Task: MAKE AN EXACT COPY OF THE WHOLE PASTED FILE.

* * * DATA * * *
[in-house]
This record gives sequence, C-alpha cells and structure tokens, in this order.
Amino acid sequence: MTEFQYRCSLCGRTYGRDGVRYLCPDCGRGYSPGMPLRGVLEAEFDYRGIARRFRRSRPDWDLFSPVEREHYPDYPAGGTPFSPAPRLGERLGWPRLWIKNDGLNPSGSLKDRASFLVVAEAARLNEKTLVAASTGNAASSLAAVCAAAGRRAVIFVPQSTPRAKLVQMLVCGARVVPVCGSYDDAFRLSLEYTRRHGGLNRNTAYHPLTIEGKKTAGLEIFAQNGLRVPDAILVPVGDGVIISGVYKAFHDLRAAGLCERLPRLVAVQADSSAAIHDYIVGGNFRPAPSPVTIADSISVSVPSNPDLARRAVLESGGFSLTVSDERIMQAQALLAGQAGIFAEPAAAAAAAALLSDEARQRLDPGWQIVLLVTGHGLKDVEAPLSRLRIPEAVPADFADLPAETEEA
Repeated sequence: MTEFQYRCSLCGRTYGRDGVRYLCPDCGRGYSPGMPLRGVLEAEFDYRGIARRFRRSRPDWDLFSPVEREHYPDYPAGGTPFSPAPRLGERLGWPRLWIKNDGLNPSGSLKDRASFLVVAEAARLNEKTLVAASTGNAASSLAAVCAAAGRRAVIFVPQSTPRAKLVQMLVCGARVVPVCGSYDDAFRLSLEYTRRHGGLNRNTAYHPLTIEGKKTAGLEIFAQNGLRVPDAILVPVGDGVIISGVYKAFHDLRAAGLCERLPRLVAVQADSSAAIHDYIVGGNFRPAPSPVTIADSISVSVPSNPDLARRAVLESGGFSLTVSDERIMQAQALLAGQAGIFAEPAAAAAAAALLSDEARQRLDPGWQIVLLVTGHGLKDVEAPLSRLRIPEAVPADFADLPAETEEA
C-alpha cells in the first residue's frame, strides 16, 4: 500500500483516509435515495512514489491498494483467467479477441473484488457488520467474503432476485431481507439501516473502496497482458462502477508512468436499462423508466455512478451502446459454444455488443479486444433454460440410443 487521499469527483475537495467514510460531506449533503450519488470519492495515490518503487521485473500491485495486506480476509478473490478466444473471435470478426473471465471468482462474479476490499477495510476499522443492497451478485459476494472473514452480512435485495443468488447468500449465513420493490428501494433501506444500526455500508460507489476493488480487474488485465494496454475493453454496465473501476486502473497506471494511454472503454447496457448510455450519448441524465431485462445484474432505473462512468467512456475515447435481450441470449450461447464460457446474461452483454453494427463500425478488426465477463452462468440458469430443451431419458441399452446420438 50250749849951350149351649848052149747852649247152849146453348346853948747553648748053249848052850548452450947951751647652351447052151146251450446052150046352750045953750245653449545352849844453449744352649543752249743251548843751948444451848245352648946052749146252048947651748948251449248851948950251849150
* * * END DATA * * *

[in-house]
This record gives sequence, C-alpha cells and structure tokens, in this order.
Amino acid sequence: MTEFQYRCSLCGRTYGRDGVRYLCPDCGRGYSPGMPLRGVLEAEFDYRGIARRFRRSRPDWDLFSPVEREHYPDYPAGGTPFSPAPRLGERLGWPRLWIKNDGLNPSGSLKDRASFLVVAEAARLNEKTLVAASTGNAASSLAAVCAAAGRRAVIFVPQSTPRAKLVQMLVCGARVVPVCGSYDDAFRLSLEYTRRHGGLNRNTAYHPLTIEGKKTAGLEIFAQNGLRVPDAILVPVGDGVIISGVYKAFHDLRAAGLCERLPRLVAVQADSSAAIHDYIVGGNFRPAPSPVTIADSISVSVPSNPDLARRAVLESGGFSLTVSDERIMQAQALLAGQAGIFAEPAAAAAAAALLSDEARQRLDPGWQIVLLVTGHGLKDVEAPLSRLRIPEAVPADFADLPAETEEA
Repeated sequence: MTEFQYRCSLCGRTYGRDGVRYLCPDCGRGYSPGMPLRGVLEAEFDYRGIARRFRRSRPDWDLFSPVEREHYPDYPAGGTPFSPAPRLGERLGWPRLWIKNDGLNPSGSLKDRASFLVVAEAARLNEKTLVAASTGNAASSLAAVCAAAGRRAVIFVPQSTPRAKLVQMLVCGARVVPVCGSYDDAFRLSLEYTRRHGGLNRNTAYHPLTIEGKKTAGLEIFAQNGLRVPDAILVPVGDGVIISGVYKAFHDLRAAGLCERLPRLVAVQADSSAAIHDYIVGGNFRPAPSPVTIADSISVSVPSNPDLARRAVLESGGFSLTVSDERIMQAQALLAGQAGIFAEPAAAAAAAALLSDEARQRLDPGWQIVLLVTGHGLKDVEAPLSRLRIPEAVPADFADLPAETEEA
C-alpha cells in the first residue's frame, strides 16, 4: 500500500483516509435515495512514489491498494483467467479477441473484488457488520467474503432476485431481507439501516473502496497482458462502477508512468436499462423508466455512478451502446459454444455488443479486444433454460440410443 487521499469527483475537495467514510460531506449533503450519488470519492495515490518503487521485473500491485495486506480476509478473490478466444473471435470478426473471465471468482462474479476490499477495510476499522443492497451478485459476494472473514452480512435485495443468488447468500449465513420493490428501494433501506444500526455500508460507489476493488480487474488485465494496454475493453454496465473501476486502473497506471494511454472503454447496457448510455450519448441524465431485462445484474432505473462512468467512456475515447435481450441470449450461447464460457446474461452483454453494427463500425478488426465477463452462468440458469430443451431419458441399452446420438 50250749849951350149351649848052149747852649247152849146453348346853948747553648748053249848052850548452450947951751647652351447052151146251450446052150046352750045953750245653449545352849844453449744352649543752249743251548843751948444451848245352648946052749146252048947651748948251449248851948950251849150